Deckard’s opinions towards Replicants shift once he meets Rachel. His interaction with her questions the difference between humans and Replicants. Not only does it take him more than a hundred questions to recognize her Replicant status, but the rest of society does not recognize it until she runs away. She too, has memories as real as Deckard’s. She too, acts human. Her existence alone challenges Deckard’s stance on Replicants. The attitudes that Rachel demonstrate practically make her human despite the Voight-Kampff test placed upon by the Corporation. In fact, Deckard’s relationship with Rachel results in him gaining his humanity. His stunned reaction to killing Zhora resonates with the fact that she too may have been like Rachel, human. His next step to drink signifies that Deckard intention to clear his conscience. After acknowledging the insignificant difference between humans and replicants, Deckard’s guilt towards killing a replicant equates the one of killing a human. His attitude of humanity in replicants develops further with Roy’s sparing of his life. Confronting the man who killed all of his friends, Roy forgives Deckard. After being tortured by society’s oppression, Roy sets aside his differences to prove the social constructs wrong. His decision to save Deckard’s life expresses his empathy and implies that Replicants may be more human than humans. The tears in the rain scene further confirms his humanity. Designed to hold no emotion, Roy feels emotions after seeing and doing things humans would never imagine. In fact, his consciousness signifies his existence. Just like humans, a Replicant’s memories are significant to them but not to the greater universe. Because of this, Roy believes his life of fighting for Replicant rights will die in vain, however it will not due to Deckard’s existence. Deckard's recognition of humanity in Replicants challenges the distinction between a replicant and a human. His discovery of each Replicant and their backgrounds leads to the conclusion that they are as human as he is. With Tyrell Corporation in control, society may never see the humane side of Replicants. The differences instilled upon the two races were founded upon beliefs and prejudice implanted by the Corporation. If society was able to see and experience Replicants like Deckard did, then maybe they too would recognize the humanity in Replicants.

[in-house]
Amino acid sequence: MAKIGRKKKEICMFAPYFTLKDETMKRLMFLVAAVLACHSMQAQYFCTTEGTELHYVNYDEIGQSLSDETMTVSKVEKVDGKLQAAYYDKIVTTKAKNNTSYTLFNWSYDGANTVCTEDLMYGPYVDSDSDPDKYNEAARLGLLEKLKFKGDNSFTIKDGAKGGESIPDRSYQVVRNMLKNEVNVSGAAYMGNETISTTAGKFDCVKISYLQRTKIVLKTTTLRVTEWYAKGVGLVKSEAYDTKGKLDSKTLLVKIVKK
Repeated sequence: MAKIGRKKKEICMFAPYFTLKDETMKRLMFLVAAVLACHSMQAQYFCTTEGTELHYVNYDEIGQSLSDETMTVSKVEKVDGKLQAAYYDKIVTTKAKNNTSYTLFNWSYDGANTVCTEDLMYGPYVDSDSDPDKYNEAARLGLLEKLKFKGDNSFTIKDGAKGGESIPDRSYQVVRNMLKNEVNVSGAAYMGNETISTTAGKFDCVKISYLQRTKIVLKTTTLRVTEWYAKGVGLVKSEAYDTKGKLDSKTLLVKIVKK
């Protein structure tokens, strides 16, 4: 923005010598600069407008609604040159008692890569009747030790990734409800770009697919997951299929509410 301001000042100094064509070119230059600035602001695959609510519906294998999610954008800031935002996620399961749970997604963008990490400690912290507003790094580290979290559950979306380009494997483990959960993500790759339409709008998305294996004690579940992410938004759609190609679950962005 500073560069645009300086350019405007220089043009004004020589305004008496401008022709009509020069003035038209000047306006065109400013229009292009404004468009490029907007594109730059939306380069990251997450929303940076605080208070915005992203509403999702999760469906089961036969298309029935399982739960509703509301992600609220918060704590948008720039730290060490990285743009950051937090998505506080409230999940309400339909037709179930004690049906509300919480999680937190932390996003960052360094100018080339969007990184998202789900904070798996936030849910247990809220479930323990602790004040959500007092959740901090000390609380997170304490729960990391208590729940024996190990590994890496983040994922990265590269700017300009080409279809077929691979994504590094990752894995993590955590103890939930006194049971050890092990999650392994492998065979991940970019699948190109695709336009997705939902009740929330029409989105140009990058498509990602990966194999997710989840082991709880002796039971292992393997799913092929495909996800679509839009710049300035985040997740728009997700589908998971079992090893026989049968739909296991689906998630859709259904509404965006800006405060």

The film Blade Runner constructs a social blueprint on the modern world. Artificial memories implanted in Replicants mimic what humans undergo today. Studies show that social media platforms like Facebook, a corporation that sells data, blur the line between real memories and illusion. The integration of fake news and internet information “distort[s] individuals and collective memories in disturbing ways,” (Spinney 2) creating artificial perspectives and backgrounds. These false memories end up provoking hysteria, leading to a mob mentality. In fact Facebook revealed that the have created a process of “emotional contagion” (Booth 1) by manipulating human feelings through their feed. Just like Replicants, humans today have a sense of artificial memories through their courting of technology. Human reliance on technology influences lives to the point where someday humans are technology. Reality no longer matters to the society in Blade Runner and will soon not matter in modern times. Therefore, if Blade Runner were truly set in 2019, there would be no difference between humans and Replicants. This difference, shaped by the media of Tyrell Corporation mirrors how society functions today. Perspectives of the media specifically shape how citizens think. The occurrence of major issues can easily be masked with the lack of media coverage. Just like Tyrell Corporation shapes society, large corporations have a say in what society sees. The manipulation of perspective forces society to conform to one view rather than be educated and see the spectrum.
Humans could be replicants and replicants could be humans, however the difference between the two lies in whatever corporations deem is the difference. These societal constructs are a result of corporations and societies working hand in hand. While the current day does not place humans against machines, the themes of Blade Runner could not have been more predictive. Society’s lack of humanity leads to no distinction between humans and machines. Ultimately, we become machines as machines become us.